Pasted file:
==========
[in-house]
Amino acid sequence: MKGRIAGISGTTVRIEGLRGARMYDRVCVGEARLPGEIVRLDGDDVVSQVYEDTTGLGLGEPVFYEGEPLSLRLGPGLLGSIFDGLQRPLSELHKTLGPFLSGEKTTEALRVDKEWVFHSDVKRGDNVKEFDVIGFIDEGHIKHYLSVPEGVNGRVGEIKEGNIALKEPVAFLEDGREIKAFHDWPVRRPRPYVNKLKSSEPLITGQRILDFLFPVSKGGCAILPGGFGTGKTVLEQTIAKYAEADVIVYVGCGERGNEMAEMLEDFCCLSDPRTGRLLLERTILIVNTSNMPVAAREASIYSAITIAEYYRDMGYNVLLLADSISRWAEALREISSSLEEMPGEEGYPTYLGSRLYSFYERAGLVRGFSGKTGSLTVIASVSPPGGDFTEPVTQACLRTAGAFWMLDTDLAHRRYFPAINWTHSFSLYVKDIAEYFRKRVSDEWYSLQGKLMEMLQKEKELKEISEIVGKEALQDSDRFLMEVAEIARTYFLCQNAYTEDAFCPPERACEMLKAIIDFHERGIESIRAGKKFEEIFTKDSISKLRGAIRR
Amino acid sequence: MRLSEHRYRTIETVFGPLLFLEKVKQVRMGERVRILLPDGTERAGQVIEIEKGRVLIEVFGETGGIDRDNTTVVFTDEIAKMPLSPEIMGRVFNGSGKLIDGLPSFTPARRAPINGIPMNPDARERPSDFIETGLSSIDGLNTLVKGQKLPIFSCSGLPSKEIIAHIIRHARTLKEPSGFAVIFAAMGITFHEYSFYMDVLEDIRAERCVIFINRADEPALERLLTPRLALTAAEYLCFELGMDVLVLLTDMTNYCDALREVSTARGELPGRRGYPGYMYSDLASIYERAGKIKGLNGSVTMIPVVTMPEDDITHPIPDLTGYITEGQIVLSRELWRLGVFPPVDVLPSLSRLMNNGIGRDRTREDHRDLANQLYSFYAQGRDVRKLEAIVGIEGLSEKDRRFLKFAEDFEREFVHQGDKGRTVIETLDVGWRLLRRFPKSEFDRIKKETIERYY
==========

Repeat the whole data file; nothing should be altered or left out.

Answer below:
[in-house]
Amino acid sequence: MKGRIAGISGTTVRIEGLRGARMYDRVCVGEARLPGEIVRLDGDDVVSQVYEDTTGLGLGEPVFYEGEPLSLRLGPGLLGSIFDGLQRPLSELHKTLGPFLSGEKTTEALRVDKEWVFHSDVKRGDNVKEFDVIGFIDEGHIKHYLSVPEGVNGRVGEIKEGNIALKEPVAFLEDGREIKAFHDWPVRRPRPYVNKLKSSEPLITGQRILDFLFPVSKGGCAILPGGFGTGKTVLEQTIAKYAEADVIVYVGCGERGNEMAEMLEDFCCLSDPRTGRLLLERTILIVNTSNMPVAAREASIYSAITIAEYYRDMGYNVLLLADSISRWAEALREISSSLEEMPGEEGYPTYLGSRLYSFYERAGLVRGFSGKTGSLTVIASVSPPGGDFTEPVTQACLRTAGAFWMLDTDLAHRRYFPAINWTHSFSLYVKDIAEYFRKRVSDEWYSLQGKLMEMLQKEKELKEISEIVGKEALQDSDRFLMEVAEIARTYFLCQNAYTEDAFCPPERACEMLKAIIDFHERGIESIRAGKKFEEIFTKDSISKLRGAIRR
Amino acid sequence: MRLSEHRYRTIETVFGPLLFLEKVKQVRMGERVRILLPDGTERAGQVIEIEKGRVLIEVFGETGGIDRDNTTVVFTDEIAKMPLSPEIMGRVFNGSGKLIDGLPSFTPARRAPINGIPMNPDARERPSDFIETGLSSIDGLNTLVKGQKLPIFSCSGLPSKEIIAHIIRHARTLKEPSGFAVIFAAMGITFHEYSFYMDVLEDIRAERCVIFINRADEPALERLLTPRLALTAAEYLCFELGMDVLVLLTDMTNYCDALREVSTARGELPGRRGYPGYMYSDLASIYERAGKIKGLNGSVTMIPVVTMPEDDITHPIPDLTGYITEGQIVLSRELWRLGVFPPVDVLPSLSRLMNNGIGRDRTREDHRDLANQLYSFYAQGRDVRKLEAIVGIEGLSEKDRRFLKFAEDFEREFVHQGDKGRTVIETLDVGWRLLRRFPKSEFDRIKKETIERYY